Piccolo-Type Instruments

by Harrison Pennybaker
Piccolos may appear in band music.

Piccolos may appear in band music.

Thinkstock Images/Comstock/Getty Images

Piccolos -- the name deriving from an Italian word meaning "small" -- are smaller versions of a flute and part of the flute family of instruments, which falls under the woodwind category. These instruments produce sound of a higher pitch than standard flutes but are related to several kinds of similar instruments.

The Flute

The piccolo is most closely related to the flute, another woodwind instrument whose origins date back as far as 40,000 years, to paleolithic humans. The flute has no reed, unlike other woodwinds, for which a reed is standard. Instead, flutes generate sound by passing air over top of openings in the instrument. The flute is larger than the piccolo and, accordingly, has a greater range of pitch than does its smaller counterpart.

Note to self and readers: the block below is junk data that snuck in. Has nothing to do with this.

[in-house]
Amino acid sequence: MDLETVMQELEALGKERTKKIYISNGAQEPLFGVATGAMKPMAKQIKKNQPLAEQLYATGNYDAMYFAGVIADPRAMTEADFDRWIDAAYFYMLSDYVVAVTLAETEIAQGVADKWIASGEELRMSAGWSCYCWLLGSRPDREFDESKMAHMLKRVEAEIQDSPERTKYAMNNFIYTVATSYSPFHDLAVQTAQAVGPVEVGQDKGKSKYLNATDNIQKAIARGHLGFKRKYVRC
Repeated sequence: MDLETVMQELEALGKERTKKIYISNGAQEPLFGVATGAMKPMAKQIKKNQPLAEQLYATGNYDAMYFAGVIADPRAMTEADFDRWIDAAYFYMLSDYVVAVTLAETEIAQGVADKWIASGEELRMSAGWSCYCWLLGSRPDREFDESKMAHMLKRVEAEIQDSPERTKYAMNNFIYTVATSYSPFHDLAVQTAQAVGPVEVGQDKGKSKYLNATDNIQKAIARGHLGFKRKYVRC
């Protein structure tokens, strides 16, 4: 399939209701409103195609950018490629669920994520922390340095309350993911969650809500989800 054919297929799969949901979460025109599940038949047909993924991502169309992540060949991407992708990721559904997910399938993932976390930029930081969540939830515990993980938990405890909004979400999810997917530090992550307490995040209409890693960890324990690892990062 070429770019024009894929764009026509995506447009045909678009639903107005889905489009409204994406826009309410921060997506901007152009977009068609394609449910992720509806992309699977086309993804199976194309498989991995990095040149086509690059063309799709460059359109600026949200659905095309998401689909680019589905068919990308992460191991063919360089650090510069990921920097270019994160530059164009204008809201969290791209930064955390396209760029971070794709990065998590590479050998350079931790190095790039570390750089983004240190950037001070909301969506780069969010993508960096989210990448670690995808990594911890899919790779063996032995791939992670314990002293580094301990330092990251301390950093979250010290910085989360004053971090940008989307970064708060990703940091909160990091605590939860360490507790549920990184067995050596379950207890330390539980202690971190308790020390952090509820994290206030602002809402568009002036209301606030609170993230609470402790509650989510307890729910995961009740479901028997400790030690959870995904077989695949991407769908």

Fife

The fife is related to the piccolo and, in fact, is sometimes called a "traditional piccolo." However, the two instruments are different. Fifes are simple, made from a single tube with six holes cut on the top. Like the piccolo and flute, fifes have a hole at one end of the tube, into which the player blows. The fife originated in medieval Europe and was often used by military bands.

Eb Flute

The Eb flute -- with "b" meaning "flat" -- is another instrument in the woodwind family, also related to the fife. The Eb flute is a soprano instrument, meaning it operates at a higher pitch in the musical range. Accordingly, it is smaller in its size than its counterpart, the C flute. Although it is not a common instrument, it appears most often in flute choir music, alongside other woodwind instruments.

Recorder

The recorder is another woodwind instrument related to the piccolo. It emerged and was common in Europe between the sixteenth and eighteenth centuries but is still used today. Originally, the instrument was made entirely from wood although today recorders are often made from plastic. Unlike some flutes, the recorder has a whistle-like opening into which the player blows, making it easier to play than woodwinds with simple holes.

Photo Credits

  • Thinkstock Images/Comstock/Getty Images